From that day, the Belgian government stridently opposed any reconciliation between Lumumba, Kasavubu, Tshombe and Mobutu.

Telexes between Lt-Col. Marliere (Mobutu's adviser) and Major Jules Loos, military adviser to Harold d'Aspremont Lynden, the Belgian minister for African Affairs, show that both men were involved in supplying arms to Mobutu's army and to "Operation 58316", the code name for one of the plans to eliminate Lumumba, involving a network of intelligence agents.

Major Loos is also said to have conveyed an instruction from Gen. Charles Cumont to another officer in Leopoldville, Commander Noel Dedeken, to organise the kidnapping of Lumumba with Marliere's support.

So far, the Experts say they have found extensive evidence of the involvement of different members of the Belgian state apparatus in an elaborate plan of destabilisation against Lumumba.

For example, in December 1960, the Belgian parliament voted a "secret fund" of BF30m to be used exclusively by the African Affairs Minister. A total sum of BF50m was finally committed -- all geared towards the elimination of Lumumba.

The Experts have also found a "parallel circuit of information" between the Belgian Royal Palace and Elisabethville, capital of the secessionist state of Katanga. According to the Experts, by the end of October 1960, the Belgian Royal Palace already knew from that "circuit of information" that Mobutu had met with Tshombe in Elisabethville on 16 October 1960 and that both men had agreed on Lumumba's "total neutralisation".

The Experts say though Belgium wanted Lumumba out by any means necessary, this does not mean that all the Belgian plots were coordinated. "We don't have evidence corroborating the theory of a single big conspiracy," the Experts say. They will wait until September when they publish their final report to draw their "final conclusions". This will only be after listening to the testimonies of witnesses due to appear before them.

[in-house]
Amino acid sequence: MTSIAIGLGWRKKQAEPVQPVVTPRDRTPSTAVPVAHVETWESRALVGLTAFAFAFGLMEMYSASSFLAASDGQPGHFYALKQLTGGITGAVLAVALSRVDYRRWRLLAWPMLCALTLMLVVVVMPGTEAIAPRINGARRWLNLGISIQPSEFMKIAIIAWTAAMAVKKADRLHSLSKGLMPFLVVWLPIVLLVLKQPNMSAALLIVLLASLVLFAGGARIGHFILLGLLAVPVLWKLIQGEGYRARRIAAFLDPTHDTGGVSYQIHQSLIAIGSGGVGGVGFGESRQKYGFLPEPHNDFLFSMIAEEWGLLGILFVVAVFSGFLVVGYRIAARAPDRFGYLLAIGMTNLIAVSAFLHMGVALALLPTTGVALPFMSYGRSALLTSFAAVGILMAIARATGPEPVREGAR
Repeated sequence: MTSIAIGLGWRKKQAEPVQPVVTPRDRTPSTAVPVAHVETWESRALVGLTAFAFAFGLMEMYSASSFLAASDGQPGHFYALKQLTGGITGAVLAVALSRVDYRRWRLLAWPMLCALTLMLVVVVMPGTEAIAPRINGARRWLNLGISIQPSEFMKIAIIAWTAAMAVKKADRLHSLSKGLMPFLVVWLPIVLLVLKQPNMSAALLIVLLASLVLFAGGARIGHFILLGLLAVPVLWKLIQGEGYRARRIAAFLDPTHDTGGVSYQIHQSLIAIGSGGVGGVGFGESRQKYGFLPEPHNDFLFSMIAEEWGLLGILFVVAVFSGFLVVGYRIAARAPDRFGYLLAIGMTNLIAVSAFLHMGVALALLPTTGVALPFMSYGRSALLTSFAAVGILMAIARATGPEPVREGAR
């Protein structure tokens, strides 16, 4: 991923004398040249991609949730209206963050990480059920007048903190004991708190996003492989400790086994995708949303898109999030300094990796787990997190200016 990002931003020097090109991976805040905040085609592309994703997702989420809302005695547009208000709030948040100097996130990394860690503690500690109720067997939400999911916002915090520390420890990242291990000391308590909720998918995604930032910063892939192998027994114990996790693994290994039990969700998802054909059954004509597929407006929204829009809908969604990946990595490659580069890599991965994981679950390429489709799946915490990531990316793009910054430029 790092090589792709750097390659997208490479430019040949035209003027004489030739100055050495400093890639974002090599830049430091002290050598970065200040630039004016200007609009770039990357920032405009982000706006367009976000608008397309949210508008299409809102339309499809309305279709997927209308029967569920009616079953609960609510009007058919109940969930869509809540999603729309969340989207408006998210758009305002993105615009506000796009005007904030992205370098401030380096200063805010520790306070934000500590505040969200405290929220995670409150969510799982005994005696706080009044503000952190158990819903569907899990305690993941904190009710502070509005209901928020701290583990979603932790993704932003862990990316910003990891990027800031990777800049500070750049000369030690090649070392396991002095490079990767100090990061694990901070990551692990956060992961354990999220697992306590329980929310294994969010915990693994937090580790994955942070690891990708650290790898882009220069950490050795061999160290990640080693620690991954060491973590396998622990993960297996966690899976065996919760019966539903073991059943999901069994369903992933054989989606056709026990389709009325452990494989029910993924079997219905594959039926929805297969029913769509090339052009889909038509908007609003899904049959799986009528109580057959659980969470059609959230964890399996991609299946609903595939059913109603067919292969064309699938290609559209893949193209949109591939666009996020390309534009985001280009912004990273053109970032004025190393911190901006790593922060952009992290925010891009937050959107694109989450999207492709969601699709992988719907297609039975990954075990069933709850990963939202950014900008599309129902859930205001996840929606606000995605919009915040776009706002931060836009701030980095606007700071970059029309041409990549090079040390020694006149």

The witnesses will include Jean Van Lierde, Lumumba's Belgian adviser and friend; Thomas Kanza, one of Lumumba's ministers; several Belgian academics and historians (including Benoit Verhaegen) and the relatives of Lumumba, Moise Tshombe, Harold d'Aspremont Lynden, Noel Dedeken, and former Belgian civil servants in Brussels, Katanga and elsewhere.

All said, Belgium is not about to tamely admit its responsibility in the assassination. Daniel Baquelaine, rapporteur of the Commission of Enquiry, says: There is no evidence of one plot staged by the Belgian government to physically eliminate Patrice Lumumba. So far, De Witte's thesis is not corroborated by the evidence in the hands of the Experts."

Ludo de Witte, the Belgian sociologist, is the man whose book, "The Murder of Lumumba", published in late 1999, forced the Belgian parliament to set up the enquiry in the first place. The line Baquelaine was pushing, without actually saying it, was that though Belgium wanted Lumumba's political elimination, his Congolese enemies were responsible for his assassination.

But Baquelaine's line cannot be sustained for very long. The Experts themselves admit that all the three plots to eliminate Lumumba involved Belgians -- either as "secret agents" of the Belgian state (in two of the attempts) or as the paymasters of "George", the professional killer hired to kill Lumumba.

There were also pressure from a Belgian minister on Tshombe (Lumumba's archenemy) to accept the transfer of his rival to Katanga, where Belgian civil servants controlled the police and army.

All eyes are set on the final report in September.
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Author:Misser, Francois
Publication:New African
Geographic Code:4EUBL
Date:Jul 1, 2001
Words:1141